Critics Reviews

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      Jack Kroll Newsweek Shadows and Fog is Woody Allen's first mystery movie. The mystery: what caused this total breakdown of a unique artist? Jan 18, 2013 Full Review Owen Gleiberman Entertainment Weekly Rated: C Sep 7, 2011 Full Review Kathleen Maher Austin Chronicle Rated: 4/5 Jan 1, 2000 Full Review Tom Ryan The Sunday Age Shadows and Fog will certainly surprise anyone who has settled comfortably into the view that films made in Hollywood are likely to be little more than sanitised, homogenised products packaged to please. Rated: 3/4 Aug 30, 2023 Full Review Matt Brunson Film Frenzy The circus-related material is thin, and the all-star cast is given little to do. Rated: 2.5/4 Feb 13, 2023 Full Review Grant Watson Fiction Machine The main reason it fails is not because it is not good, but because it simply is not as good as it should be. What is a viewer to do? Rated: 6/10 Jun 26, 2020 Full Review Read all reviews

      Movie Info

      Synopsis A serial strangler is on the loose, and a mob of neighborhood vigilantes is on the hunt. When several neighbors wake up the skittish Max Kleinman (Woody Allen), a bookkeeper, they want him to get dressed and join the search party. Finally pulling himself together, Kleinman goes downstairs to find no one waiting for him. Left to investigate alone, he winds up in one predicament after another, which eventually leads him to meet Irmy (Mia Farrow), a sword swallower from the visiting circus.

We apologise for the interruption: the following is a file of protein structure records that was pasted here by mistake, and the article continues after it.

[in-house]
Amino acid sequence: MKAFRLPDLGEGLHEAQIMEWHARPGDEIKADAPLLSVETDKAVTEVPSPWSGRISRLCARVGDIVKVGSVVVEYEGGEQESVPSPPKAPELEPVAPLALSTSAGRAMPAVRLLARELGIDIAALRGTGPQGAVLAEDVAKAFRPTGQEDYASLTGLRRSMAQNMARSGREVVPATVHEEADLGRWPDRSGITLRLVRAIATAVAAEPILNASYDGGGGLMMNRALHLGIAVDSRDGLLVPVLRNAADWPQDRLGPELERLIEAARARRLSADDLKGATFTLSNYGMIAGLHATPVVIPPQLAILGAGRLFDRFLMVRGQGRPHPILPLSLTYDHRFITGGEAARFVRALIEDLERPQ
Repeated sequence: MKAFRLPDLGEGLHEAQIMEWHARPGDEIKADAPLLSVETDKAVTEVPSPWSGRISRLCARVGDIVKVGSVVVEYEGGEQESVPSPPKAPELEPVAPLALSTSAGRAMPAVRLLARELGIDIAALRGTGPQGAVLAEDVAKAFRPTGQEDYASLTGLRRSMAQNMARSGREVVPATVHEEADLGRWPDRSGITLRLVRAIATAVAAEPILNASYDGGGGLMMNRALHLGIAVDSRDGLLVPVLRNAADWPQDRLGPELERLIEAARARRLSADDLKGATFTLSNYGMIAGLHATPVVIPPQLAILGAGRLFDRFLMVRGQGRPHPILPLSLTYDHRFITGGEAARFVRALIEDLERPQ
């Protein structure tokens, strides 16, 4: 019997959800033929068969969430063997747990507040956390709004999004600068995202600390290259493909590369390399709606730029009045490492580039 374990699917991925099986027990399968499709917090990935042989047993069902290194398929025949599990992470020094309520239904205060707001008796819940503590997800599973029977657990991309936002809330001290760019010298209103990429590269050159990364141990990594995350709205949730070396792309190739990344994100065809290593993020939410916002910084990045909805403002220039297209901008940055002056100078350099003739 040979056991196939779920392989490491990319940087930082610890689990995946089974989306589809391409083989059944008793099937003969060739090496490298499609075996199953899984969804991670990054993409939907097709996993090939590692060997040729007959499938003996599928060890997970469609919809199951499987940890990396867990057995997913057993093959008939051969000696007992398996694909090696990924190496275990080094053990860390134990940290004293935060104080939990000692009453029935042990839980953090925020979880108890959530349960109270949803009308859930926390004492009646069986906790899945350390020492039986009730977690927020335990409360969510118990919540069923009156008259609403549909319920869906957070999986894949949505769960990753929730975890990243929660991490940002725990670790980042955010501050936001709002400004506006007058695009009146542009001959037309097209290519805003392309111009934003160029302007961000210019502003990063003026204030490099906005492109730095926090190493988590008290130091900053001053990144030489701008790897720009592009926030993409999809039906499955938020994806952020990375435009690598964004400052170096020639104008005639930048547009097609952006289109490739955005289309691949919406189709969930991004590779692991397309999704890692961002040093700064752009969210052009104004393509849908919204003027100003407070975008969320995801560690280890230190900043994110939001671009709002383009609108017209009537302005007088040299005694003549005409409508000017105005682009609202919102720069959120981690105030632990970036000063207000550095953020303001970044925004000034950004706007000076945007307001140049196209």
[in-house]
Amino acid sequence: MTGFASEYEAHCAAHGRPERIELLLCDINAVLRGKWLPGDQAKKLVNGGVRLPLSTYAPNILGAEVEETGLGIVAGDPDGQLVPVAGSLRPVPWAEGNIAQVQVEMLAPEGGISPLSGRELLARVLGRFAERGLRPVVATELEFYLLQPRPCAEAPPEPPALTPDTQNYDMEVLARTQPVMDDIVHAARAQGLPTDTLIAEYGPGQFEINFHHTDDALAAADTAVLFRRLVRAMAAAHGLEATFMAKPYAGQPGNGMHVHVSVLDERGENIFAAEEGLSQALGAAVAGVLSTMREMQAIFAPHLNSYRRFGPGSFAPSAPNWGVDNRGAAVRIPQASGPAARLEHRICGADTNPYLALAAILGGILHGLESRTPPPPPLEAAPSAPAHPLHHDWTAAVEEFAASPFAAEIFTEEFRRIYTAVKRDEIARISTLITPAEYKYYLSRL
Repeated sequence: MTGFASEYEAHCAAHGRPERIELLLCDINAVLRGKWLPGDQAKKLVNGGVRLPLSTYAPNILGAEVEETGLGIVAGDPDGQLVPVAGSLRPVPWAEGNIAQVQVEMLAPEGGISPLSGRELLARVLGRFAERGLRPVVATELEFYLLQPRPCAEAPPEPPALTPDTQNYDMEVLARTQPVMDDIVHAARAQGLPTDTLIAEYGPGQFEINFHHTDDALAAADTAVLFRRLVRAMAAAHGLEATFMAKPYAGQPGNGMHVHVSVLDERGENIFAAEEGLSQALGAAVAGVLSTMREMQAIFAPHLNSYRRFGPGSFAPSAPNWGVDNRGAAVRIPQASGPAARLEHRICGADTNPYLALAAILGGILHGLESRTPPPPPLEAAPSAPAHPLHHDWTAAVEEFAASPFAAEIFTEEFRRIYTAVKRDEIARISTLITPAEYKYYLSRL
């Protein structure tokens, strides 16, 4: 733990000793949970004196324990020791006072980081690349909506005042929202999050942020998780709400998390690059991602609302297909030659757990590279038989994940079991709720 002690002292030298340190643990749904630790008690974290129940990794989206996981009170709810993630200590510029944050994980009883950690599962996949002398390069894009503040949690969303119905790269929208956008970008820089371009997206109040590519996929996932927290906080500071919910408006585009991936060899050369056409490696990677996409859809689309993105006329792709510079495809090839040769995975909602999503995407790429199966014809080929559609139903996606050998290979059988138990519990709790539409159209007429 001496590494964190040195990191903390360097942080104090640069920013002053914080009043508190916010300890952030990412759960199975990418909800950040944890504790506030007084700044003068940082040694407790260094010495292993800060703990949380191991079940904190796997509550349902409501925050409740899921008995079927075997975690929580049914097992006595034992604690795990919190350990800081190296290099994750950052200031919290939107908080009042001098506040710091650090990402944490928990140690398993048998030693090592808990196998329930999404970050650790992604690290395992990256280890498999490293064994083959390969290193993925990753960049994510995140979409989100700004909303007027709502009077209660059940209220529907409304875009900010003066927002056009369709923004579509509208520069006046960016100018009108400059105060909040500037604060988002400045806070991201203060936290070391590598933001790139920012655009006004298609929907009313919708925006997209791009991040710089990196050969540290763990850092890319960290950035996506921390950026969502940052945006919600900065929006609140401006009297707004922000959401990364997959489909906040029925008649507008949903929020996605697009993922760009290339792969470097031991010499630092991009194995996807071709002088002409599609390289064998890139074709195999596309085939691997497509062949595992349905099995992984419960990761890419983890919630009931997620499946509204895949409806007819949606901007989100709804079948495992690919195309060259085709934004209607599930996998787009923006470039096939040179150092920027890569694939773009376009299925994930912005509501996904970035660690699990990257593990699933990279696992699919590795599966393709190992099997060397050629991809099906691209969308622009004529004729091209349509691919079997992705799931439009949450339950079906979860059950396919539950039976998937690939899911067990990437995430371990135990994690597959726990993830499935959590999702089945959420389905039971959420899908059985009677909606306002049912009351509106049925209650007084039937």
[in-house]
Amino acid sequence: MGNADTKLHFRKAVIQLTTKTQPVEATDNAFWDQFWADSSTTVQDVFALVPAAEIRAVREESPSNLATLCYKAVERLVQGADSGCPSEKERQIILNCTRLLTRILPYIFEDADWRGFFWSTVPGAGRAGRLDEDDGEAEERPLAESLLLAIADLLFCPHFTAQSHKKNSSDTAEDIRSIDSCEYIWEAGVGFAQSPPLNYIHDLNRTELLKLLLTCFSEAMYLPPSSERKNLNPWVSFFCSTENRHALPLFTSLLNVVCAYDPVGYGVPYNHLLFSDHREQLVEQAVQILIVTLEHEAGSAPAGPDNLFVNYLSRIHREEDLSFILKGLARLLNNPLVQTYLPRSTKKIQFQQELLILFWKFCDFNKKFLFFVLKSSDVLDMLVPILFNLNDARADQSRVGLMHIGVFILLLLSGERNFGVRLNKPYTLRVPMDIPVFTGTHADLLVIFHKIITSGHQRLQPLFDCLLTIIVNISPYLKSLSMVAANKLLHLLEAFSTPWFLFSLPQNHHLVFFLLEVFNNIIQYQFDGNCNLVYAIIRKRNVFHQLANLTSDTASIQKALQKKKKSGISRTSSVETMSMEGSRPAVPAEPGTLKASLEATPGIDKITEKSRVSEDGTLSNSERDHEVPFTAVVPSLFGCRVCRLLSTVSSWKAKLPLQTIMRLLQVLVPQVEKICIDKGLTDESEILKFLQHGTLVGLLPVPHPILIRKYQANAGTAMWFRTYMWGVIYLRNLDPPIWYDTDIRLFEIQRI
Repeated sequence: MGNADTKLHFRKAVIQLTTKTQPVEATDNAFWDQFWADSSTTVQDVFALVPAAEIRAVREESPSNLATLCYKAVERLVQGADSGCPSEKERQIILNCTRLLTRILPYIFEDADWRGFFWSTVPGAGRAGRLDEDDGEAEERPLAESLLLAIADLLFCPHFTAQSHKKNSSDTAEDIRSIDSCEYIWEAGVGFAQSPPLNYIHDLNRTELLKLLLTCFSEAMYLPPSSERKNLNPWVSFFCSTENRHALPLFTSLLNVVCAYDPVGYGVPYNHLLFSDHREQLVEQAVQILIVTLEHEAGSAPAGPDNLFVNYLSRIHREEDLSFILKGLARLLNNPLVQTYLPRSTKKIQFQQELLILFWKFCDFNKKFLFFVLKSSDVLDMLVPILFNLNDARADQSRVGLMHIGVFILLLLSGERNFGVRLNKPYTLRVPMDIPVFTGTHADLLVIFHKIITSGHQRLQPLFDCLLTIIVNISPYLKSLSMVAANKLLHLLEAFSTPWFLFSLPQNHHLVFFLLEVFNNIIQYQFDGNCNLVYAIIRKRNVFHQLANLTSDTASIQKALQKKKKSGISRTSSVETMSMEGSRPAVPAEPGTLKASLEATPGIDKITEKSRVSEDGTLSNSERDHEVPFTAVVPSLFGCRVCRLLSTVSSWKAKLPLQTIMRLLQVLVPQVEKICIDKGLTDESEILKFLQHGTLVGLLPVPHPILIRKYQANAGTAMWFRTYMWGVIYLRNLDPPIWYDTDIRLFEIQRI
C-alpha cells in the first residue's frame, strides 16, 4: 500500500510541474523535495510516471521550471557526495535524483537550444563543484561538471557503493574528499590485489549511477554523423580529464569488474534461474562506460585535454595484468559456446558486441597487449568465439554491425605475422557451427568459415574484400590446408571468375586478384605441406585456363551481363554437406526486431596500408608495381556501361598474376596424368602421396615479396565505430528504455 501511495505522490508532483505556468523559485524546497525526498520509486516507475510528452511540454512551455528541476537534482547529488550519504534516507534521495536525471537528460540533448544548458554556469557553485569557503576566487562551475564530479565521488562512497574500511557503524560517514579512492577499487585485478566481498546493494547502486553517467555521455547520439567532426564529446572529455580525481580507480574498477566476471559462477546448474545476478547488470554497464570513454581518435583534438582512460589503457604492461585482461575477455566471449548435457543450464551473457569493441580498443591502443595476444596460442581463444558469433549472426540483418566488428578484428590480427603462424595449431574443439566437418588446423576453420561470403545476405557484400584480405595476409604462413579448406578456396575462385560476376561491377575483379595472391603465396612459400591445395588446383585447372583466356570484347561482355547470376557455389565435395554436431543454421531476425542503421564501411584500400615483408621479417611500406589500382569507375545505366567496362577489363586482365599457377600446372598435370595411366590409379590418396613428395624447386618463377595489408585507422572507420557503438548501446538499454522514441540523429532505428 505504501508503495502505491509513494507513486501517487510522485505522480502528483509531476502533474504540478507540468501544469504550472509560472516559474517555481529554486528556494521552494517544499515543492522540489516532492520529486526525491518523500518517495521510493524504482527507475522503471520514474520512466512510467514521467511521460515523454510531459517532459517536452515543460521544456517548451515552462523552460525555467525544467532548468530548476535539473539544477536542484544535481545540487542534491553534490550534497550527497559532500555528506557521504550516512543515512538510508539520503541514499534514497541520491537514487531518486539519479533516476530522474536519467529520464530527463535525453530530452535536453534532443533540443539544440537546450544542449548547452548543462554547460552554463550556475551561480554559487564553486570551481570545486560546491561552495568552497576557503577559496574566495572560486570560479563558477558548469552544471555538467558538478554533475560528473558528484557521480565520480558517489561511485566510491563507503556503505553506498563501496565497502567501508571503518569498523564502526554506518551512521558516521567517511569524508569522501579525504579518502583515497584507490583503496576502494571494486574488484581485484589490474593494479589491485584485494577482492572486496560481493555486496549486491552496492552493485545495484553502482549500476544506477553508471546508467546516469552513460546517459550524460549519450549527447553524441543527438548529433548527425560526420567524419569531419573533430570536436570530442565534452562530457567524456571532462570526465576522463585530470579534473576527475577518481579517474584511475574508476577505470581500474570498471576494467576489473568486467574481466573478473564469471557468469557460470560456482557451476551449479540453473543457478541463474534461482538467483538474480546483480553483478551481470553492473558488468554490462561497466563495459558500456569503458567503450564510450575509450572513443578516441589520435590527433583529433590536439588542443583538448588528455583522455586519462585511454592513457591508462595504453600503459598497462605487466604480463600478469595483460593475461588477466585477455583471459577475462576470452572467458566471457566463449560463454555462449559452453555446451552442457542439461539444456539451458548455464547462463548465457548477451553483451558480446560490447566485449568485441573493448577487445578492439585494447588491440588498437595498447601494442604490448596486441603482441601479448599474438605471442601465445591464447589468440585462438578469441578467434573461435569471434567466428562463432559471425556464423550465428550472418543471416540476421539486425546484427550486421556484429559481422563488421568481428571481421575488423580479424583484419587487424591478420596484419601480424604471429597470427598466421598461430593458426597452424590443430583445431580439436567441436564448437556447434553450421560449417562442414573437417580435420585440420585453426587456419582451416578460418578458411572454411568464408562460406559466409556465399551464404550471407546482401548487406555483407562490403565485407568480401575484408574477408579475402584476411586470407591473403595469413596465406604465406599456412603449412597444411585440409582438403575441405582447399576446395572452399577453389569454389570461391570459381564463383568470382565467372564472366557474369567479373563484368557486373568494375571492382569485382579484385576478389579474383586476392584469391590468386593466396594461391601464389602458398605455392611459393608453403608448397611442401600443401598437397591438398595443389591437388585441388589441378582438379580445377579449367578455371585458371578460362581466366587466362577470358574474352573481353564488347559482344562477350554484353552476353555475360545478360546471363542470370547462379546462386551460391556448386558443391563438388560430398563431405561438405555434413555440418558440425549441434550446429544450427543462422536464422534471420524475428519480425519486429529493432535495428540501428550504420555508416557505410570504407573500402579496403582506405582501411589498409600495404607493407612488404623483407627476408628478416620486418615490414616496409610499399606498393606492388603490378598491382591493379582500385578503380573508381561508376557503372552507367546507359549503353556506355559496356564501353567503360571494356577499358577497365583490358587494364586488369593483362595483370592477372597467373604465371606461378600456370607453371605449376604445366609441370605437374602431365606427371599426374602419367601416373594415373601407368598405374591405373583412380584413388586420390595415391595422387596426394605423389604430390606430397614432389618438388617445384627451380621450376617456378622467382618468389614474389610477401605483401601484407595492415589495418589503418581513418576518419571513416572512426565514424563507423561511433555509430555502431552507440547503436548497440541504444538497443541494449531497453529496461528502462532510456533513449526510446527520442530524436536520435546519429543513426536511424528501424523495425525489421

Director
      Woody Allen
      Executive Producer
      Charles H. Joffe, Jack Rollins
      Screenwriter
      Woody Allen
      Rating
      PG-13
      Genre
      Comedy
      Original Language
      English
      Release Date (Theaters)
      Feb 12, 1992, Original
      Release Date (Streaming)
      Sep 16, 2008
      Box Office (Gross USA)
      $2.4M
      Sound Mix
      Surround